Tissue engineers at Weill Cornell Medical College have created replacement body tissue with built-in blood vessels, an advance that overcomes one of the most difficult problems in the field: getting an immediate and adequate blood supply to human-engineered tissues as soon as they are transplanted into the patient.
"The major challenge is and has always been the ability to make things which have their own blood supply," said Dr. Jason Spector, an associate professor of surgery (plastic surgery) and otolaryngology at Weill Cornell. "Anything that is tissue engineered is severely limited without a blood supply."
The problem is particularly troublesome in exactly the kinds of patients who often need replacement tissue – patients who have health problems such as diabetes or cancer or those with infected or radiated wounds, which all slow the natural healing process.
Dr. Spector's technique, which was published April 8 in Tissue Engineering, takes a common connective tissue used in tissue engineering—type I collagen—and then fills it with strings of "sacrificial fibers" that create a 3-D network of very small channels, similar to networks of the body's smallest blood vessels.
The "sacrificial fibers" are then dissolved away, leaving a network of hollow microchannels that are seeded with the cellular building blocks of blood vessels. Over time, these seeds grow to create fully formed blood vessels. Although other groups have designed engineered tissues containing vessels, none of those were built to be immediately connected to the host vascular system, which is crucial for the survival of cells within the construct of engineered tissue.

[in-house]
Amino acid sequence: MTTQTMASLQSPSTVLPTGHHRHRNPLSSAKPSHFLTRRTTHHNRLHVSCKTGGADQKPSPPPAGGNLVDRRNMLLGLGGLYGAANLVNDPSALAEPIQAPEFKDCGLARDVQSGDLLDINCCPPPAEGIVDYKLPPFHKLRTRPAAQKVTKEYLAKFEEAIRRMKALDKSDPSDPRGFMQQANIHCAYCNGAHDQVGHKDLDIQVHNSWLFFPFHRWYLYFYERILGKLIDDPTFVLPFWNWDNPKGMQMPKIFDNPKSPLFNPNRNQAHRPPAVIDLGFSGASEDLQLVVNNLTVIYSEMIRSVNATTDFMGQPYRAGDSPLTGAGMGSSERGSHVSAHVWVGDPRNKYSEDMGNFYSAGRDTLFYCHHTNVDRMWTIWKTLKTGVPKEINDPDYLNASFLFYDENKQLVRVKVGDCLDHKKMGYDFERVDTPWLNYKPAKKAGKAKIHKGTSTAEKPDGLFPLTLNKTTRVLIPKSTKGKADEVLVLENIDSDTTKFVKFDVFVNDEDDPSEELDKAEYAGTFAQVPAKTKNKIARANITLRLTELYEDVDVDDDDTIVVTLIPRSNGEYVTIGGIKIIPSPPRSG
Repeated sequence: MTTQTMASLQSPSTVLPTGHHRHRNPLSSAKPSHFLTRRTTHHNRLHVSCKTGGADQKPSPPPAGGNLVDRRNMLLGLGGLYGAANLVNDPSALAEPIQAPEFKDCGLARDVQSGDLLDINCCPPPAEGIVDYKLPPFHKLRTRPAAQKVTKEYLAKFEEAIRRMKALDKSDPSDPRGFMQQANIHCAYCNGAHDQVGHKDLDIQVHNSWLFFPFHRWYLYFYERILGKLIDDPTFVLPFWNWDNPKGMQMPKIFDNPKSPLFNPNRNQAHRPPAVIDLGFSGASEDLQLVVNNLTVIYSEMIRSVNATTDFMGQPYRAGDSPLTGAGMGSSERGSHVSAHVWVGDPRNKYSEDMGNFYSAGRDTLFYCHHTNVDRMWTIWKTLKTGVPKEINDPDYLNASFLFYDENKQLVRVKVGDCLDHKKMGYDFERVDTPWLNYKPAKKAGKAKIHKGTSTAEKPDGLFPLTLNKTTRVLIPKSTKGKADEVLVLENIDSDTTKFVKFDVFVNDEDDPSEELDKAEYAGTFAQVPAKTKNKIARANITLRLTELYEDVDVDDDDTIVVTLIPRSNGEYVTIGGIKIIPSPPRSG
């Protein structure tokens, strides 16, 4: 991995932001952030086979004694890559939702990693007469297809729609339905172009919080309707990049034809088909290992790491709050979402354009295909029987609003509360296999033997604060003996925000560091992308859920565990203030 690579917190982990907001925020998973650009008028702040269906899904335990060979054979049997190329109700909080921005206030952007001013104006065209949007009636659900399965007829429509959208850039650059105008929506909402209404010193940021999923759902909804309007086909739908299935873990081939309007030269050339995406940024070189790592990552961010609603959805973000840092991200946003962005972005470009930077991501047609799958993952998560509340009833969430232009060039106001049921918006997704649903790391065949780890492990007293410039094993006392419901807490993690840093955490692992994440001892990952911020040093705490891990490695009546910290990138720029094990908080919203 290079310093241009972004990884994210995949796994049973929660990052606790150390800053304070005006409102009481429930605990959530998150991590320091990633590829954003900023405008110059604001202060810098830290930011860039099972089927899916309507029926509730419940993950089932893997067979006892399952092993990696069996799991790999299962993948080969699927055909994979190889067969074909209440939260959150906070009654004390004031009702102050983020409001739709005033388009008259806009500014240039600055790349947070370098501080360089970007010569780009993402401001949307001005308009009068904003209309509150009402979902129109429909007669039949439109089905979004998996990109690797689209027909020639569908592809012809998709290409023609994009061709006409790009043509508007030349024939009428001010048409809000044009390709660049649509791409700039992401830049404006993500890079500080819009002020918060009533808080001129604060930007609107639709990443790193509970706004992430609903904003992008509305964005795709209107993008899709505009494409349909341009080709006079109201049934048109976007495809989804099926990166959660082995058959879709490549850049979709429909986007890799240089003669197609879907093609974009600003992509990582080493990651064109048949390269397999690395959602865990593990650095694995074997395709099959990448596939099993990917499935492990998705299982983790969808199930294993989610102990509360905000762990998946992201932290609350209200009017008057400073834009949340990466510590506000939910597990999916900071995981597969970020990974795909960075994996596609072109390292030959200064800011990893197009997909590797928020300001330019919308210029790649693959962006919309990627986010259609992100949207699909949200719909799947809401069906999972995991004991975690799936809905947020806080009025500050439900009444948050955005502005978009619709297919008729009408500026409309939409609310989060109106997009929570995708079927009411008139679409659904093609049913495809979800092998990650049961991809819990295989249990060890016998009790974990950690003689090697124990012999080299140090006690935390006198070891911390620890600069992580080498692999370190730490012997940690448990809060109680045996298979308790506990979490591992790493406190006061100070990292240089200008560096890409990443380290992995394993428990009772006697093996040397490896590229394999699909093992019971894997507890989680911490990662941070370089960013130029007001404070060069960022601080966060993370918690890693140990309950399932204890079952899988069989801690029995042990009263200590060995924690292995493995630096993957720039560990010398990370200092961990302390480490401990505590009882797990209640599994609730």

"That's a major leap forward, at least in terms of what I consider the holy grail of tissue engineering—making tissue-engineered constructs that not only contain their own vasculature, but that we as surgeons can use clinically," Dr. Spector said.
In the Tissue Engineering paper, Dr. Spector's group demonstrated that is it possible to attach an existing blood vessel to their engineered blood vessel within the construct. The technique immediately filled the man-made replacement tissue with blood and the blood flow lasted several hours.
Dr. Spector said that the potential clinical applications are far-reaching. In the near future, the engineered tissue could be used in the early stages of drug development to test new compounds in "living" tissue, rather than in petri dishes of cells. It also could be used to study the way cancerous cells interact with healthy tissue in three- dimensional environments. Next up would be using the tissue in large skin grafts.
Ultimately, Dr. Spector believes these engineered tissues could be used as a platform to artificially grow any kind of tissue found in the human body.